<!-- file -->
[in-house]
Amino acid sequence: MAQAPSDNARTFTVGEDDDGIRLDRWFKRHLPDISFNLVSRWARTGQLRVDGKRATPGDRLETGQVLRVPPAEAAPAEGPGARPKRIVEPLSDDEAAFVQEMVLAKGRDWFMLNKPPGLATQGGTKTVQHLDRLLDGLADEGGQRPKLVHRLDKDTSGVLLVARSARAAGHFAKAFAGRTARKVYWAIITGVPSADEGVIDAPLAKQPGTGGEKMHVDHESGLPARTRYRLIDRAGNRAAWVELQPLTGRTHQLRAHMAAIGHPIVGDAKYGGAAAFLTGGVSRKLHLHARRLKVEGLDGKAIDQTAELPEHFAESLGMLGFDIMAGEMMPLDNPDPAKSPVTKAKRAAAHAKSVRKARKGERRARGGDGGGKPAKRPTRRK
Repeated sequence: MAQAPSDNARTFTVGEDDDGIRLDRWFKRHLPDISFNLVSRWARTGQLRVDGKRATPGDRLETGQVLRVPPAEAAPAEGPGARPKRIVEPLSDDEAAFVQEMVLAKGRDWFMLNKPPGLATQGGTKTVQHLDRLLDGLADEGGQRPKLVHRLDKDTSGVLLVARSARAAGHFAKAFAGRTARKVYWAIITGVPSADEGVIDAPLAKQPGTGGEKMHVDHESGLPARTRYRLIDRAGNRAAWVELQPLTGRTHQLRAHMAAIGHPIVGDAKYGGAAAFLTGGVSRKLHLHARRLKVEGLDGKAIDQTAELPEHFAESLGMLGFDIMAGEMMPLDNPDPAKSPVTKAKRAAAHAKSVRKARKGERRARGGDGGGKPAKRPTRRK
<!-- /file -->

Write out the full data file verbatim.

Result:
[in-house]
Amino acid sequence: MAQAPSDNARTFTVGEDDDGIRLDRWFKRHLPDISFNLVSRWARTGQLRVDGKRATPGDRLETGQVLRVPPAEAAPAEGPGARPKRIVEPLSDDEAAFVQEMVLAKGRDWFMLNKPPGLATQGGTKTVQHLDRLLDGLADEGGQRPKLVHRLDKDTSGVLLVARSARAAGHFAKAFAGRTARKVYWAIITGVPSADEGVIDAPLAKQPGTGGEKMHVDHESGLPARTRYRLIDRAGNRAAWVELQPLTGRTHQLRAHMAAIGHPIVGDAKYGGAAAFLTGGVSRKLHLHARRLKVEGLDGKAIDQTAELPEHFAESLGMLGFDIMAGEMMPLDNPDPAKSPVTKAKRAAAHAKSVRKARKGERRARGGDGGGKPAKRPTRRK
Repeated sequence: MAQAPSDNARTFTVGEDDDGIRLDRWFKRHLPDISFNLVSRWARTGQLRVDGKRATPGDRLETGQVLRVPPAEAAPAEGPGARPKRIVEPLSDDEAAFVQEMVLAKGRDWFMLNKPPGLATQGGTKTVQHLDRLLDGLADEGGQRPKLVHRLDKDTSGVLLVARSARAAGHFAKAFAGRTARKVYWAIITGVPSADEGVIDAPLAKQPGTGGEKMHVDHESGLPARTRYRLIDRAGNRAAWVELQPLTGRTHQLRAHMAAIGHPIVGDAKYGGAAAFLTGGVSRKLHLHARRLKVEGLDGKAIDQTAELPEHFAESLGMLGFDIMAGEMMPLDNPDPAKSPVTKAKRAAAHAKSVRKARKGERRARGGDGGGKPAKRPTRRK